Private school loses autism discrimination case
ABC News
December 21st 2010.

Monday, December 20, 2010

What was the deal with van Gogh?

Blumer, Dietrich (2002) The illness of Vincent van Gogh. American Journal of Psychiatry. 159:519-526, April 2002.
[does not mention autism or AS]

Campen, Cretien van (2008) The hidden sense: synesthesia in art and science. The MIT Press, 2008.
[evidence that suggests that van Gogh was a synaesthete on p. 54]

Erickson, Kathleen Powers (1998) At eternity's gate: the spiritual vision of Vincent van Gogh. Wm. B. Eerdmans Publishing, 1998.
[author argues that van Gogh had psychomotor epilepsy/temporal lobe epilepsy, rather than schizophrenia]

Fitzgerald, Michael (2005) The genesis of artistic creativity: Asperger’s syndrome and the arts. Jessica Kingsley Publishers.
[includes a chapter about van Gogh]

Gayford, Martin (2006) The yellow house: van Gogh, Gauguin and nine turbulent weeks in Arles. Fig Tree (Penguin Books), 2006.
[Author argues that bipolar was the explanation for van Gogh’s troubles and mentions other theories put forward by others. Also discusses van Gogh’s diagnosis of epilepsy at St Remy Asylum. Van Gogh’s synaesthesia described on p. 190, and Gauguin’s synaesthesia discussed on p. 191, the author incorrectly describing synaesthesia as a type of madness. No mention of autism/AS found]

Gogh, Vincent van and Bernard, Bruce (editor) Vincent by himself: a selection of his drawings and painting together with extracts from his letters. Time Warner Books UK, 2004.
[evidence of van Gogh's synaesthesia to be found in his choice of words in some of his letters]

Grandin, Temple (1995) Thinking in pictures: and other reports from my life with autism. 1st edition. Doubleday. 1995.
[Einstein, Wittgenstein, van Gogh, Bill Gates mentioned in connection to the autistic spectrum]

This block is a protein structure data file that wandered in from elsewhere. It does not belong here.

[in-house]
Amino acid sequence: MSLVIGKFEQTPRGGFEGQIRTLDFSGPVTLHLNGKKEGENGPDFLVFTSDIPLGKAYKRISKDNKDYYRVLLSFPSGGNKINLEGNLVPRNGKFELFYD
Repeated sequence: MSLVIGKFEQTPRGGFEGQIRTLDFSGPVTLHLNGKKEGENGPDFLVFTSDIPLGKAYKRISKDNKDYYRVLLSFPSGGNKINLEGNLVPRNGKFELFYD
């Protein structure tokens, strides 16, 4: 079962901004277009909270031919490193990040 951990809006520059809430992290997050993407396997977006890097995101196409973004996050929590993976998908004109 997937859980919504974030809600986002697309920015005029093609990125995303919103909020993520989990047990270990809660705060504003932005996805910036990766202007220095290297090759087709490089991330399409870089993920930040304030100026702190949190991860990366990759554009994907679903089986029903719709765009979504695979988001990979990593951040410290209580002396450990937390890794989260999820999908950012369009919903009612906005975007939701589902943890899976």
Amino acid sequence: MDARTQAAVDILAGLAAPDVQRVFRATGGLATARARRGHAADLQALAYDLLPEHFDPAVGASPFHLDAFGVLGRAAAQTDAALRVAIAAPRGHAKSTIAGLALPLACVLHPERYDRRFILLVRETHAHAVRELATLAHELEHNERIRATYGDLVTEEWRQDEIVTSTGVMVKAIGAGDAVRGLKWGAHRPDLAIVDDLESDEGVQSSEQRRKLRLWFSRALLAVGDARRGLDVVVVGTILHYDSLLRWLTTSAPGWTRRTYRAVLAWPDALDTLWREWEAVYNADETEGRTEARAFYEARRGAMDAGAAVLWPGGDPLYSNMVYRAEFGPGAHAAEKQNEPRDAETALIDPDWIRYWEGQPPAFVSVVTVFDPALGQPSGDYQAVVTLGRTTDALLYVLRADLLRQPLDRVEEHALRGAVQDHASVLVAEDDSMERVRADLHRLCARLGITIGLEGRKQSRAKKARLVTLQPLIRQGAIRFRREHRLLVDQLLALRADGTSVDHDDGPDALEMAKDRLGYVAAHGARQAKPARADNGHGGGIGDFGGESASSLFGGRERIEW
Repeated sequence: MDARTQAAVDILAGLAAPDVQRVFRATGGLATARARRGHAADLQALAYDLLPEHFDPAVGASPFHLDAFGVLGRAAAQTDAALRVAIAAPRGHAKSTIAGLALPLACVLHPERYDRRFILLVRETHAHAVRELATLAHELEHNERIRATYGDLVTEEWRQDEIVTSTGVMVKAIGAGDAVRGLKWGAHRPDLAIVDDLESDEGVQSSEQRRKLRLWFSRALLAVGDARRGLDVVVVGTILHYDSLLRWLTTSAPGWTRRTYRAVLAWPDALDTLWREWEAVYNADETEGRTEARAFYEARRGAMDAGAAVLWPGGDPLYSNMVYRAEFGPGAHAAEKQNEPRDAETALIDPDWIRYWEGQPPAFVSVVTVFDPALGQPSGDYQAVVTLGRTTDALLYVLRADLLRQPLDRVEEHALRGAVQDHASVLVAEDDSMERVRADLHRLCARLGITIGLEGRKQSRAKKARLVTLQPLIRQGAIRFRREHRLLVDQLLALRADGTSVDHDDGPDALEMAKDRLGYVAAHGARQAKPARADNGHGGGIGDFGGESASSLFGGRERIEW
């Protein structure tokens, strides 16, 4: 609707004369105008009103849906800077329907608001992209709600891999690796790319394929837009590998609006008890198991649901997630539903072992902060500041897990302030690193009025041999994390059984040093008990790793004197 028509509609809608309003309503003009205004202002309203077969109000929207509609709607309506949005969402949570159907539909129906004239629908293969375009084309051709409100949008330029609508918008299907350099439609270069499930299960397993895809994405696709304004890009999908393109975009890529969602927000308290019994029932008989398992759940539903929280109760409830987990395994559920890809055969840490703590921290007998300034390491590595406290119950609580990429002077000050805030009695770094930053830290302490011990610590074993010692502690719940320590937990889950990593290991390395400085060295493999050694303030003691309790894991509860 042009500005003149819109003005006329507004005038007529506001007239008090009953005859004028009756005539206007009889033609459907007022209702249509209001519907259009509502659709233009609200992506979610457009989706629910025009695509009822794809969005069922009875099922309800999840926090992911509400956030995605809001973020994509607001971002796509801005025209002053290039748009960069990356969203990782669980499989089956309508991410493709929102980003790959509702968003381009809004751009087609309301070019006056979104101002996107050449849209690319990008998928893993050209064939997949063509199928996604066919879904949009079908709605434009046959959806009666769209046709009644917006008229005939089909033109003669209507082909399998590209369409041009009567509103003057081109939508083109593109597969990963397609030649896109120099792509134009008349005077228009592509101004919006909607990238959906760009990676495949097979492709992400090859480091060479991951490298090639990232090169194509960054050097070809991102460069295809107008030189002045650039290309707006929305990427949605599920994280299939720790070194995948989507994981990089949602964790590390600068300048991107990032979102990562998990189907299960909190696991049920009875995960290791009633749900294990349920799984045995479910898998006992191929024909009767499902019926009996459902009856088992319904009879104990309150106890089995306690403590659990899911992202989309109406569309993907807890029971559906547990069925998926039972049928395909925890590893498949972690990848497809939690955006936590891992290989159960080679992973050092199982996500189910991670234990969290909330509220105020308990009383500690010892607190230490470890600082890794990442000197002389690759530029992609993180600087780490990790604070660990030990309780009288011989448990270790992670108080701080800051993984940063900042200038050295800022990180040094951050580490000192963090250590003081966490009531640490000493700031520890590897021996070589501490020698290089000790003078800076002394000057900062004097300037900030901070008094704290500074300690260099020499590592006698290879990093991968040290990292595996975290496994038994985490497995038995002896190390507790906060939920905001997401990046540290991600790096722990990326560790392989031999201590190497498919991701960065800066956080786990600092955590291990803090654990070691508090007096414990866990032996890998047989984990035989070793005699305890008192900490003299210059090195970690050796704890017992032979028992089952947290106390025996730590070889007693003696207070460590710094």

Grinker, Roy (2007) Unstrange minds: remapping the world of autism. Basic Books.
[Bobby Fischer, Vincent van Gogh, Leo Kanner mentioned in connection with the autistic spectrum]

James, Ioan (2005) Asperger syndrome and high achievement: some very remarkable people. Jessica Kingsley Publishers.
[includes a chapter about van Gogh]

Maur, Karin von (1999) The sound of painting: music in modern art. Prestel, 1999.
[van Gogh quoted on page 22 "Painting...promises to become more subtle-more music and less sculpture-in short, what will come is color."]

About Julian Assange

See my most recent post about Julian Assange here:

"That is my temperament. I enjoy creating systems on a grand scale, and I enjoy helping people who are vulnerable. And I enjoy crushing bastards."

"I'm a combative person. So I like crushing bastards. So it is deeply, personally, personally, deeply satisfying to me."

"Real bastards are people who have power and abuse their power to afflict people who are weaker than they are.”

Barrowclough, Nikki (2010) The secret life of WikiLeaks founder Julian Assange. Sydney Morning Herald. May 22, 2010.

Cadwalladr, Carole (2010) Julian Assange, monk of the online age who thrives on intellectual battle. Scot Network. August 5th 2010.

Dreyfus, Suelette & Assange, Julian (researcher) (1997) Underground: Tales of Hacking, Madness and Obsession on the Electronic Frontier. Reed Books Australia.

Hosenball, Mark (2010) Special Report: Julian Assange versus the world. Yahoo News. Reuters. December 13th 2010.
[includes a claim that Assange has described himself only partly in jest as somewhere on the autistic spectrum]

Kenber, Billy and Whitworth, Damian (2010) Pied Piper Julian Assange brooks no dissent in land of WikiLeaks. Times. December 18, 2010.